I cannot solve the problem; perhaps I can only exacerbate it. Randall Balmer asked, “Why Smith?” I ask, Why not? The documentation evidencing John the Baptist’s ordination of Joseph Smith is at least as good as the documentation evidencing his baptism of Christ. If one can independently verify both claims by direct revelation through the Holy Spirit, why not believe? And if one cannot independently verify the truthfulness of a claim by revelation, why believe? I wonder whether such an epistemology will appeal to anyone unwilling to grant the premise that angels could have ordained Joseph Smith or that he might have received extrabiblical revelations or that anyone can verify these by an unmediated experience with God. But for me to be convinced otherwise would require potent refutation—not merely rejection—of those same premises. The argument would have to explain why God no longer gives special revelation to prophets and apostles, and it seems unlikely that anything short of a special revelation could do that. The Westminster Confession’s certainty about the sufficiency of the Bible, “unto which nothing at any time is to be added,” not even by “new revelations of the Spirit,” sounds presumptuous in Mormon ears—perhaps as presumptuous as St. Peter ordaining a New York farmer must sound to many Christians. Divine authority by direct revelation is the reason for Mormonism’s existence. Moreover, the power to know for oneself that divine authority is vested in The Church of Jesus Christ of Latter-day Saints is that without which Mormonism would cease to be, or at least cease to be compelling to me. This pair of doctrines is simultaneously authoritative and empowering to the individual—truth that makes one free.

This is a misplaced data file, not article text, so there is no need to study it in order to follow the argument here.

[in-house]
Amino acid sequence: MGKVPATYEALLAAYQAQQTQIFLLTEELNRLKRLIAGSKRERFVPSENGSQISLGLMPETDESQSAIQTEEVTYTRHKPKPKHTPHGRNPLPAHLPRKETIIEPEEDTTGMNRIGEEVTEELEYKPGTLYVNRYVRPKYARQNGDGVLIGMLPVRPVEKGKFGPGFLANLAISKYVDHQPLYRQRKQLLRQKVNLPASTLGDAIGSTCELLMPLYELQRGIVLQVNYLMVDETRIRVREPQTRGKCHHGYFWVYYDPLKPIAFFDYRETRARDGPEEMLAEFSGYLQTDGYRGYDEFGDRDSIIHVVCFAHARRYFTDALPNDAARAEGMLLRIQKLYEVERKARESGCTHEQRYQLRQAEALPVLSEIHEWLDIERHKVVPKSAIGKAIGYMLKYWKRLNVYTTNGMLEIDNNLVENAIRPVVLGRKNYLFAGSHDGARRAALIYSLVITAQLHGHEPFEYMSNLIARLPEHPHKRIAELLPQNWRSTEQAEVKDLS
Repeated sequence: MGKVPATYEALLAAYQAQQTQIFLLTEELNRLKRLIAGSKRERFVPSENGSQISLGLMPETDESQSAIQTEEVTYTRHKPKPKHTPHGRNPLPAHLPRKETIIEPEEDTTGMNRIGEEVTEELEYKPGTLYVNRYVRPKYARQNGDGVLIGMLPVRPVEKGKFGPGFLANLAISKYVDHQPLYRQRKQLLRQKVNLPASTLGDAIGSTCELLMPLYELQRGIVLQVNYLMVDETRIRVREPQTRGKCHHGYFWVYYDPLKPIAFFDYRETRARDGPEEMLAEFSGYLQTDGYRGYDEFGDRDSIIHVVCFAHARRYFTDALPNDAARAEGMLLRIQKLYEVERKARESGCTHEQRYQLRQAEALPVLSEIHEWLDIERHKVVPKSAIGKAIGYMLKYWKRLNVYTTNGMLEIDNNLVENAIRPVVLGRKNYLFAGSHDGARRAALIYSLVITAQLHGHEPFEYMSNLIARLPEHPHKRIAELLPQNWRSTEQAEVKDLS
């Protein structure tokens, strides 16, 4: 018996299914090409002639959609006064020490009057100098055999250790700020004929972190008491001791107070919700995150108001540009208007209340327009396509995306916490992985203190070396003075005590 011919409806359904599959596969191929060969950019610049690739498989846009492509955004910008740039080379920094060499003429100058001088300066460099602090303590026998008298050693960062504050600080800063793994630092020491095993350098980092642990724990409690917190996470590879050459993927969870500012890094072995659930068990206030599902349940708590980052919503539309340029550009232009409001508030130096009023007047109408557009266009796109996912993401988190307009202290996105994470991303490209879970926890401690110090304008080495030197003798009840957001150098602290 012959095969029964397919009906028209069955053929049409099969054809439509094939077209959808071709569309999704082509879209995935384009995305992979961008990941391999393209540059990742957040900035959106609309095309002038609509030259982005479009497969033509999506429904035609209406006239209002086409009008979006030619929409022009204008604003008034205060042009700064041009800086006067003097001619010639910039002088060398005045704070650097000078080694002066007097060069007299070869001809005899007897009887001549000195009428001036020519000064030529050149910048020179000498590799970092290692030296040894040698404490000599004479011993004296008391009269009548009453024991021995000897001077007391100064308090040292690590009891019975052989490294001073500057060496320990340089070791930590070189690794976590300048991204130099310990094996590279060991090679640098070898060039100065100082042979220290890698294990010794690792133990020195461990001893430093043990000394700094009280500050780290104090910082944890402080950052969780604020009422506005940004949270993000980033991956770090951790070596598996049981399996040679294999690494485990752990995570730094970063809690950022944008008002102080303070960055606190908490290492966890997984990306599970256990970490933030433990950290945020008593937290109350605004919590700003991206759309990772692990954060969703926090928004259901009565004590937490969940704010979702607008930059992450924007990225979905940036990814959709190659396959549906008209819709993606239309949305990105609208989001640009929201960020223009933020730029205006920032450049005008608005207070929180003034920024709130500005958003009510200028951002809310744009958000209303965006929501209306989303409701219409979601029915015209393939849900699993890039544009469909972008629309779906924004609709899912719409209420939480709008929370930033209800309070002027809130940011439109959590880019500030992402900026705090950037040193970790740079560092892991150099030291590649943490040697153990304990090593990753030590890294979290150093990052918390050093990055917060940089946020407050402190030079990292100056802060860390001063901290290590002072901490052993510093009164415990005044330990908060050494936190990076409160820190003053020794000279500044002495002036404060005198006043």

Is it possible that angels could appear in this enlightened age, bringing authority to unsophisticated mortals to act for Christ again, as in former times? As the epigraph for his influential Millennial Harbinger, Alexander Campbell chose Revelation 14:6: “I saw another angel flying in midair, and he had the eternal gospel to proclaim to those who live on the earth” (NIV, Revelation 14:6), though Campbell rendered it as “I saw another messenger flying through the midst of heaven, having everlasting good news to proclaim to the inhabitants of the earth.” What Campbell intended by replacing the biblical word angel with the less-defined messenger, I do not know. But Joseph Smith’s literal reading of the same passage is a revealing contrast. He thought John’s revelation foresaw actual angelic ministers, one of whom appeared in Joseph’s New York bedroom as he prayed on September 21, 1823. Joseph said, “He called me by name, and said unto me that he was a messenger sent from the presence of God to me, and that his name was Moroni; that God had a work for me to do; and that my name should be had for good and evil among all nations” (Joseph Smith—History 1:33). Such a claim was foolishness to Alexander Campbell, Nancy Tracy, Charles Dickens, and countless others. It was biblical and thoroughly believable, however, to those who knew Joseph best. And it sounded so to Alfred Cordon on the other side of the Atlantic. But how could he know? He sought independent verification by direct revelation. “Away I went to my Bible and to prayer,” he wrote, and “the Spirit of God bore testimony to the truth” of the assertion that the angel of Revelation 14 had indeed proclaimed the eternal gospel in the age of railways.
 Alfred Cordon Journal, Church History Library, The Church of Jesus Christ of Latter-day Saints, Salt Lake City; hereafter cited as Cordon, Journal. For a discussion of the Episcopal views on authority that informed Brabazon Ellis, see E. Brooks Hollifield, Theology in America: Christian Thought from the Age of the Puritans to the Civil War (New Haven: Yale University Press, 2003), 245–47.
 Cordon, Journal.
 Cordon, Journal.
 Cordon, Journal.
 Gordon B. Hinckley, “Of Missions, Temples, and Stewardship,” Ensign, November 1995, 53.